26:22 You notice how I varied my voice. I did all the right things of having variability in my voice, but the softness and the roundness of my voice, the whole time is what happens when most people use a teleprompter. This is my beef for the teleprompter. Instead of speaking and connecting with real humans, we put on performance trying to act a certain way, not intentionally, but it just happens when a camera gets put on us. And it's intensified when a teleprompter is paired with it. I'm not saying don't use a teleprompter, I'm saying anticipate this if you do. Understand how you communicate, what is the natural inflection of your voice, start thinking about these things for yourself so that if you use a teleprompter, you still can come across as you because you are the unique fingerprint for your brand. How you communicate is more important than what you say even though your quality and content, of course, has to be good. But I don't want you to lose that uniqueness, that individual way that you describe things that individually how you show up. That's what's going to connect people to you so don't let a teleprompter squash that. Don't let it mute your personality. 


27:33 Let me give you one little tip, one last tip here when it comes to teleprompters to help you level up if you're using a teleprompter or help you make the decision to use or not use one. So teleprompter tip number three. Understand what happens with your eyes. Okay, your eyes. Now we are in a world where we're communicating virtually, especially if we're talking about video. Hello, we're talking about looking at a little black dot on a camera lens I'm looking at right now. It takes work for us to get more expressive with our eyes. When we have human eyes giving us that instantaneous feedback our eyes dance a bit, there's a sparkle in our eyes. You can see my eyes open in a wide expression of excitement and enthusiasm. I mean, I'm going a little crazy right now because I'm talking about my eyes. But your eyes have a dynamic nature to them. They move. We don't maintain eye contact with people 100% of the time otherwise it's creepy. We look around a bit. We look a little here, we look a little there while we're thinking maybe not all at one time, because then I look like a crazy person but you look around. You maintain eye contact about 70% of the time is what builds trust with other people. I learned that through body language expert Tonya Ryman.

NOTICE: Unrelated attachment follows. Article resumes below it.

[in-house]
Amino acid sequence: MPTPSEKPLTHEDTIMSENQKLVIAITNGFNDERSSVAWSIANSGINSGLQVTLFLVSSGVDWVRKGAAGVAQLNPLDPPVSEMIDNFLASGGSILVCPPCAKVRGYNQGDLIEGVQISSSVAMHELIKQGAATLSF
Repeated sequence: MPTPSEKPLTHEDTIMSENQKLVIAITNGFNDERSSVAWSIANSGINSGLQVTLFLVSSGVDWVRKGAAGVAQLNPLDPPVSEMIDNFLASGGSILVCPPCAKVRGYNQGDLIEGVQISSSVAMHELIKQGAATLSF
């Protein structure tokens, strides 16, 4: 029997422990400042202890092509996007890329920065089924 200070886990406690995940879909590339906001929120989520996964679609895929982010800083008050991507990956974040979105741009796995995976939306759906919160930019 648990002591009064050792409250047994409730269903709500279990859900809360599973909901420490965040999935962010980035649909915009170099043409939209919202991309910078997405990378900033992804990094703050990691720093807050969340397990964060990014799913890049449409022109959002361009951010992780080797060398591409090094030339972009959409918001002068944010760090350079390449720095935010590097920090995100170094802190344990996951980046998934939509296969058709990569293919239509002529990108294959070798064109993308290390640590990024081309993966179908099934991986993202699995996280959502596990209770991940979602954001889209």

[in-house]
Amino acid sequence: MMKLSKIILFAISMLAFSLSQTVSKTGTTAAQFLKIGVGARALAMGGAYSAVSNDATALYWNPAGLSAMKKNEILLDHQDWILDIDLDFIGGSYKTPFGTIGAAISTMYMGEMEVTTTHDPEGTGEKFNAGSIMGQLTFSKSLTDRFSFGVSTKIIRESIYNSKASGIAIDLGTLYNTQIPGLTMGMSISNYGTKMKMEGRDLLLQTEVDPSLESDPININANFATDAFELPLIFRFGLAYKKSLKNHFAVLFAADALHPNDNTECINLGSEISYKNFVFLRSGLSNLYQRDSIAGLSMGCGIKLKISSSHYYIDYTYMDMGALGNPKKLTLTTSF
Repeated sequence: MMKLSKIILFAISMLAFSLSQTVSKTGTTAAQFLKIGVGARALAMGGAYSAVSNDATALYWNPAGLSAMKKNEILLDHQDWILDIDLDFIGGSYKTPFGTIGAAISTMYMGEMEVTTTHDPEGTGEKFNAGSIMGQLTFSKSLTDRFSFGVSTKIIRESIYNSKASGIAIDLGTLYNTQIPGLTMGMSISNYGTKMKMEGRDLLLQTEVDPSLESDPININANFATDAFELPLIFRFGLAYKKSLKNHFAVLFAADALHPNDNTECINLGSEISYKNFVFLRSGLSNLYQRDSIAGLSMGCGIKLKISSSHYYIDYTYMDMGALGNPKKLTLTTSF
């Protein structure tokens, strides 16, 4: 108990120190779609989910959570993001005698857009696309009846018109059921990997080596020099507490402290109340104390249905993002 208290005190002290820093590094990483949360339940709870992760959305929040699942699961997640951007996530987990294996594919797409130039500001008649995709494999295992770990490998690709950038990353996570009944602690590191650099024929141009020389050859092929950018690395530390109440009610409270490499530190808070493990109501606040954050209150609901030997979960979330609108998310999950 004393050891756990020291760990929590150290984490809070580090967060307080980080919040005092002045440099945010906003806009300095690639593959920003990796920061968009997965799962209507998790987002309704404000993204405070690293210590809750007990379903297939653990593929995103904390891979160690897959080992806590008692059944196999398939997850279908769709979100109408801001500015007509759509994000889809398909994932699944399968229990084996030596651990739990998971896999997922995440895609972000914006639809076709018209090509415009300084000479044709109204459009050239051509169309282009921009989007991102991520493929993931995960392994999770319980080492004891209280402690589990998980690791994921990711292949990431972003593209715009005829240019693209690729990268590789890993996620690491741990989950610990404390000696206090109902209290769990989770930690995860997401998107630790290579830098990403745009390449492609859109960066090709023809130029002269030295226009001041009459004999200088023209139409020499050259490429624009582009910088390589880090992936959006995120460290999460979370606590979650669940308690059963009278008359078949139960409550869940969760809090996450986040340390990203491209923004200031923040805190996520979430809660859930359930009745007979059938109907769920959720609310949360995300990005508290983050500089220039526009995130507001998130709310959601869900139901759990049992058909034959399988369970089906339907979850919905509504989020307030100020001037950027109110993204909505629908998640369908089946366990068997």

28:39 70% of the times what you're shooting for when it comes to eye contact. The same holds true for a camera lens. I'm looking at you a majority of time, but you'll notice every once in a while I'll look away. I'll glance away for a moment. I'll look down at my notes. I'll think, look up, look sideways. Be natural with your eyes but here's what happens when it comes to a teleprompter. It's one thing to learn to be more expressive on a camera lens. But with a teleprompter, you also have the additional intensity of trying to read text on something. So you have this intensity in your eyes that's almost squinty like that you're trying to follow the words but what happens is what I call dead eyes. Dead eyes where it's the, okay, you can hear someone even if they've mastered the voice, even if they've mastered the language as we talked about so if they've mastered language, they mastered voice. They have the variability, but from the nose up, it's like the lights are on but nobody's home. We've seen that in a YouTube video.